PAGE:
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News > The Seventh Amendment
The Seventh Amendment

Posted 5/6/2013   Updated 5/6/2013 Email story   Print story


by Airman 1st Class Stephanie Englar
14th Flying Training Wing Public Affairs

5/6/2013 - COLUMBUS AIR FORCE BASE, Miss. -- The right to a jury trial for civil cases in a federal court originates in the Seventh Amendment. Trial by jury dates back to the 1700's and, like the entirety of our legal system, is influenced by English common law.

English common law evolved for centuries prior to introduction to the United States. For over 400 years, common law emphasized the idea of a central judge and the need to bring disputes before a court.

Before 1701, judges in England were considered servants of King George and made their rulings in cases in his favor, even if that meant being inaccurate. English judges were given their freedom from the King with the Act of Settlement in 1701; however, judges in the American colonies still remained partial toward the King and their rulings weren't always equitable.

In addition to partiality toward the King, another problem with early Colonial common law was that many Colonial judges did not understand it, and few lawyers studied it.

William Blackstone wrote Commentaries on the Laws of England to provide a guide. The commentaries were spread among four volumes written between the years 1765 and 1769. Blackstone's commentaries, still quoted today, greatly influenced Colonial acceptance of English common law principles.

When King George III abolished trial by jury in the Colonies, the Colonists felt it went against their common law rights and it stoked the fire for the American Revolution. It was for this reason, that when the Framers created the U.S. Constitution, they wanted to make sure there was an equitable court system.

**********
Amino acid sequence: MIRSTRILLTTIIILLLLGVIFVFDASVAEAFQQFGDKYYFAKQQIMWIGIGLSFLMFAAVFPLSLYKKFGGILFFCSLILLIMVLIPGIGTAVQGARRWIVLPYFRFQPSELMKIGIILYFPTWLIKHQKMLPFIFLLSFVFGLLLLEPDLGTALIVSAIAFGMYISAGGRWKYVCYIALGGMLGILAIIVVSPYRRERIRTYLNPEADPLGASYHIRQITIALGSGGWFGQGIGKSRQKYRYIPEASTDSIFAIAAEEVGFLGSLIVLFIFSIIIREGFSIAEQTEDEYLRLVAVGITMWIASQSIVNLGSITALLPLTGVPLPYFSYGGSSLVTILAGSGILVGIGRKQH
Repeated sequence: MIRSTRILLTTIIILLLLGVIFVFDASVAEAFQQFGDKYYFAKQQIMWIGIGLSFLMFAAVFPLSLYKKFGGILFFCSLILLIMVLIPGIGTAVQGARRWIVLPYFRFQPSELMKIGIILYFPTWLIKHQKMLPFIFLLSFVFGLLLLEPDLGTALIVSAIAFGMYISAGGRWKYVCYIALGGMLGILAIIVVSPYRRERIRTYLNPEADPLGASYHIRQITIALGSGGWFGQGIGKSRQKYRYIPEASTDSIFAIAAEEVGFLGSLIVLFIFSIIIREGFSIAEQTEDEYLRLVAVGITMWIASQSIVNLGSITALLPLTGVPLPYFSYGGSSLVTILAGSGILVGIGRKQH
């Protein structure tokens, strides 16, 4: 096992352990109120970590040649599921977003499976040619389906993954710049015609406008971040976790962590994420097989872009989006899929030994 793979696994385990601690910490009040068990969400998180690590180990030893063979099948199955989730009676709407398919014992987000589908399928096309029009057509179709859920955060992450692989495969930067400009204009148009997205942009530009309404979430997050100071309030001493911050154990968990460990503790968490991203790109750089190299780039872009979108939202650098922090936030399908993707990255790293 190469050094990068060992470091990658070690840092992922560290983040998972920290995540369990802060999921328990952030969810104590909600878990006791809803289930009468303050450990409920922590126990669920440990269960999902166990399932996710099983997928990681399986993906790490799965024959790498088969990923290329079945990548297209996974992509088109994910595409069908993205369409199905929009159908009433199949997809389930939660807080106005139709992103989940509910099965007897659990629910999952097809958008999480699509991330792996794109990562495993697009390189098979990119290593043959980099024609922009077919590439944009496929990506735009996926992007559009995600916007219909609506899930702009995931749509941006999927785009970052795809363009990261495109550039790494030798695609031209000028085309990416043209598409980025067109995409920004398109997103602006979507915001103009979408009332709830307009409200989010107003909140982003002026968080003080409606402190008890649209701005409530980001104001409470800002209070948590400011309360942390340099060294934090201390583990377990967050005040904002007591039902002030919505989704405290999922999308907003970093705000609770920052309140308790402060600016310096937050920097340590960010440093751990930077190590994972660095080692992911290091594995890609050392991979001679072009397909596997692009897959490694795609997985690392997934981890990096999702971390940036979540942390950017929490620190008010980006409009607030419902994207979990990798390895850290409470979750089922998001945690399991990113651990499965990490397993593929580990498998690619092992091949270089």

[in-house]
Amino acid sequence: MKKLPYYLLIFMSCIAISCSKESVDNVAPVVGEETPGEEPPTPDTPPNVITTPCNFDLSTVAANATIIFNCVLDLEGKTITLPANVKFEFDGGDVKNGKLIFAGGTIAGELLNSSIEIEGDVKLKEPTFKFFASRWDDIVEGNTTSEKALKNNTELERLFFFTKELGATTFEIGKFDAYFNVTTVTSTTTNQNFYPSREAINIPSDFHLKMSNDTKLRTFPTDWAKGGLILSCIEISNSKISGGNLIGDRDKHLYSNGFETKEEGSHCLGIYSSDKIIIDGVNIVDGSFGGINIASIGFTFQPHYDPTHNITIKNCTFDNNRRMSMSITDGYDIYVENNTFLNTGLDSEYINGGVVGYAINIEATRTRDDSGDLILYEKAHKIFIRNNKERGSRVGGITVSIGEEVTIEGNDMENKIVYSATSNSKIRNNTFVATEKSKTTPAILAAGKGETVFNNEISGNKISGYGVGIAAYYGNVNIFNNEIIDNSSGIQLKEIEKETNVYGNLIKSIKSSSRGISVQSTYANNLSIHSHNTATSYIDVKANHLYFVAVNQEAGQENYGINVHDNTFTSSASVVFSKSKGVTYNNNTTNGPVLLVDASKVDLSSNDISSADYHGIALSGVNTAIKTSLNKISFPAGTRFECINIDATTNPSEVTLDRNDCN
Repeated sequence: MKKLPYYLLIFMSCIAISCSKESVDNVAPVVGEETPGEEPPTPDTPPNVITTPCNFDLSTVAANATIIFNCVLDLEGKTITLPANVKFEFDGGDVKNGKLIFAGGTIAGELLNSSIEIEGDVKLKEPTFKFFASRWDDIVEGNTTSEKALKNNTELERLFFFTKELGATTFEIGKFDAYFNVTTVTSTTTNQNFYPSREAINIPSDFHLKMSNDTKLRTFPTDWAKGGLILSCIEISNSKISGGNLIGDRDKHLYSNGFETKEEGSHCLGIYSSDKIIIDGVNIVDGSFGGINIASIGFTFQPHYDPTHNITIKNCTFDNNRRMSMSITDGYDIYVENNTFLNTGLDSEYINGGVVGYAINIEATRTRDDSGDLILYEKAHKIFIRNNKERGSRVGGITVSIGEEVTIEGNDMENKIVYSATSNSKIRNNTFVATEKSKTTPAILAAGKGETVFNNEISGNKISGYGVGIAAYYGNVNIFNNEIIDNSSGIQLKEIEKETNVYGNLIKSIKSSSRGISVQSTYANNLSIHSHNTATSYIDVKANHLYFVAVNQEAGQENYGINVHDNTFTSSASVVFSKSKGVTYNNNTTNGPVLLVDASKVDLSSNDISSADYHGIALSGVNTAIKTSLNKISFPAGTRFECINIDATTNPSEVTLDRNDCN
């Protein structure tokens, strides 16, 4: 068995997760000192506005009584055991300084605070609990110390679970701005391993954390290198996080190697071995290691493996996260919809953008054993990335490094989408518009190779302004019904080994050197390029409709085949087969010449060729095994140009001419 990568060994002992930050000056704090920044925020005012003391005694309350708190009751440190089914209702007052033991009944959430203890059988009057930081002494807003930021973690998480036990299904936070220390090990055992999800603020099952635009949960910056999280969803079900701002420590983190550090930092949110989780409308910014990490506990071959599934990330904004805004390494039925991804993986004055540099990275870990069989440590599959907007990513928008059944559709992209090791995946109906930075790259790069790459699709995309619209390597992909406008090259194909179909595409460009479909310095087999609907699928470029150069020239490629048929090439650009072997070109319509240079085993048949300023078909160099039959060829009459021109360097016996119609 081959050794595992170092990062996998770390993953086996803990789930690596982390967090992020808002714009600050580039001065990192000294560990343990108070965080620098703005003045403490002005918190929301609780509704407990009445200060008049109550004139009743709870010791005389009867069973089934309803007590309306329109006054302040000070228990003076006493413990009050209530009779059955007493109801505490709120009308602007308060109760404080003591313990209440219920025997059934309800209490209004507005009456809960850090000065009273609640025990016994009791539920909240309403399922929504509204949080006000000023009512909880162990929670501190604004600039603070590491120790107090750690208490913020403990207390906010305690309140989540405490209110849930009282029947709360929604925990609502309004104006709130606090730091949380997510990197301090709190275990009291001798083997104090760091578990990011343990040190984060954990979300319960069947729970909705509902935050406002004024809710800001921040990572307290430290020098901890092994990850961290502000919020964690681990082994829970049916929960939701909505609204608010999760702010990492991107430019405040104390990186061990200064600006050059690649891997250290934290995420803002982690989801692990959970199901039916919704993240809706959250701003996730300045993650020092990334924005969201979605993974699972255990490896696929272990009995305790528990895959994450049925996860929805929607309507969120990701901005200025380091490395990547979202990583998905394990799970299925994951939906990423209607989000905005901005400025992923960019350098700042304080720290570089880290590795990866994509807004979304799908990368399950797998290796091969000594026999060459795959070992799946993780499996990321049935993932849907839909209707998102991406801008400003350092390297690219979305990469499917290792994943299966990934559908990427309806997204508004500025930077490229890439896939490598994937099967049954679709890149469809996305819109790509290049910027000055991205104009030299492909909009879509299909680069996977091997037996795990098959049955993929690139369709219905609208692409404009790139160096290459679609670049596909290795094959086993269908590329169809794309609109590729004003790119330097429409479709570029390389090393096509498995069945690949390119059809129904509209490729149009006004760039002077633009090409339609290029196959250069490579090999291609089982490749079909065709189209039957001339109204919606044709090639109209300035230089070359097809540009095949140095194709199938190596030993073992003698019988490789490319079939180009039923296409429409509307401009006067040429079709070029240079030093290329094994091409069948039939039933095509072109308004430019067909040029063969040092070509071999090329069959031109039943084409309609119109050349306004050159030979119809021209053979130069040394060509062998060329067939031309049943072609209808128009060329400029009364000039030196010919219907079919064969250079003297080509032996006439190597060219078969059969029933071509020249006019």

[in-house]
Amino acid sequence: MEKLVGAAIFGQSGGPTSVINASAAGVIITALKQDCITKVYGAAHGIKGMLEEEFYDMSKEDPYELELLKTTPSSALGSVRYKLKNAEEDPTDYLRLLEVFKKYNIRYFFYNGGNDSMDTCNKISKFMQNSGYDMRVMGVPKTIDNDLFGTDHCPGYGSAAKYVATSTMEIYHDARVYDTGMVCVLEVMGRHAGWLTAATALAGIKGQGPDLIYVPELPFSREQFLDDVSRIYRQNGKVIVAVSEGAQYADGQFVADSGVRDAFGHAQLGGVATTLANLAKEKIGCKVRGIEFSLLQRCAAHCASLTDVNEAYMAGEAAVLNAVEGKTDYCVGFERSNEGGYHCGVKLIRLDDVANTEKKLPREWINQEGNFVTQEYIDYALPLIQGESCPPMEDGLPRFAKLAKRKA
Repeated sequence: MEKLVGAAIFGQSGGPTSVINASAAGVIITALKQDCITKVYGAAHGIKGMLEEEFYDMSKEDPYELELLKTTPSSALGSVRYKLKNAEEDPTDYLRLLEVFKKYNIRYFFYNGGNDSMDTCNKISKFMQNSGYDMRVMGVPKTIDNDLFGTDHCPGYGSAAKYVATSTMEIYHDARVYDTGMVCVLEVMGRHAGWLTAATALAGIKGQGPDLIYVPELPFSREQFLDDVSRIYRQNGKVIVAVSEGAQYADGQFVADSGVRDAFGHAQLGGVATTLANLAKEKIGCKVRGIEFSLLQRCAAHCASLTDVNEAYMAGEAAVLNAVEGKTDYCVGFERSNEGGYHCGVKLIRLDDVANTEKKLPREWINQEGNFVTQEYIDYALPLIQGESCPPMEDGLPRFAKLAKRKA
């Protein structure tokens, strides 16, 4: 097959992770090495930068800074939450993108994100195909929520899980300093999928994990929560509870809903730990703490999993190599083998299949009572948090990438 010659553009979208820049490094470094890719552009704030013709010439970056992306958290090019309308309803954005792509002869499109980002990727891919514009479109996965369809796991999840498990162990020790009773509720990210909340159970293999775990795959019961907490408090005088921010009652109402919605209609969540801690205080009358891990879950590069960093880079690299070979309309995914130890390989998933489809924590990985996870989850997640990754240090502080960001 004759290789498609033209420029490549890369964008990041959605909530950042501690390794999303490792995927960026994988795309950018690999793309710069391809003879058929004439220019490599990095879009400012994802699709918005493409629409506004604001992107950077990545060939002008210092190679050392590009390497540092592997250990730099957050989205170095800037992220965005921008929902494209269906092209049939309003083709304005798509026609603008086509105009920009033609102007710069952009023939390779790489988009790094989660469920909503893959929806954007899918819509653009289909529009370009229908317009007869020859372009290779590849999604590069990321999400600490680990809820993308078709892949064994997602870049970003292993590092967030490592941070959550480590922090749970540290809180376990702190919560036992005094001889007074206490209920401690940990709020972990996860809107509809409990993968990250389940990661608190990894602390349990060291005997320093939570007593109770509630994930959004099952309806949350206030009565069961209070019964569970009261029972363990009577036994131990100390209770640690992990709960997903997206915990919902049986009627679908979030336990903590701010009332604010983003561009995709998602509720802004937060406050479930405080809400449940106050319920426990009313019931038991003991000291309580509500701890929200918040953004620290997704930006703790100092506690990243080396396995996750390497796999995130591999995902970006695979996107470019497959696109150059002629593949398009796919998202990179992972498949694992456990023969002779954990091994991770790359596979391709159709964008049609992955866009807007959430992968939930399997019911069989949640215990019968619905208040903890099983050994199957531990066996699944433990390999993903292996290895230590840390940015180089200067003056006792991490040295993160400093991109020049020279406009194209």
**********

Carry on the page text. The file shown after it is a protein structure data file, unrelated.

The Framers maintained most of the same principles as the English court system but included a few revisions. The two clauses that were added were the "Twenty Dollar Clause" and the "Re-examination Clause."

The Twenty Dollar Clause covers civil cases in a federal court. If a case involves less than $20, it cannot be handled in a federal court. Twenty dollars may not seem like a huge amount today, however, in the 1700's $20 was a lot of money. Due to revision from Congress, the amount is now $75,000.

The Re-examination Clause forbids any court from overturning any factual determinations made by a jury, unless they are clearly erroneous. Juries must listen to a case from start to finish unless a claim lacks evidence.

The Seventh Amendment supports the Due Process Clause of the Fifth Amendment to guarantee an individual the right to an impartial jury.

The Fifth, Sixth, and Seventh Amendments all cover different aspects of the court system. Together, they outline everything from the rights of the accused to the responsibilities of the jury. Whether it's by ensuring the right to a speedy trial or making sure a case has substantial evidence to prove guilt, the Amendments work together to ensure everyone is tried fairly and by an impartial jury of their peers.

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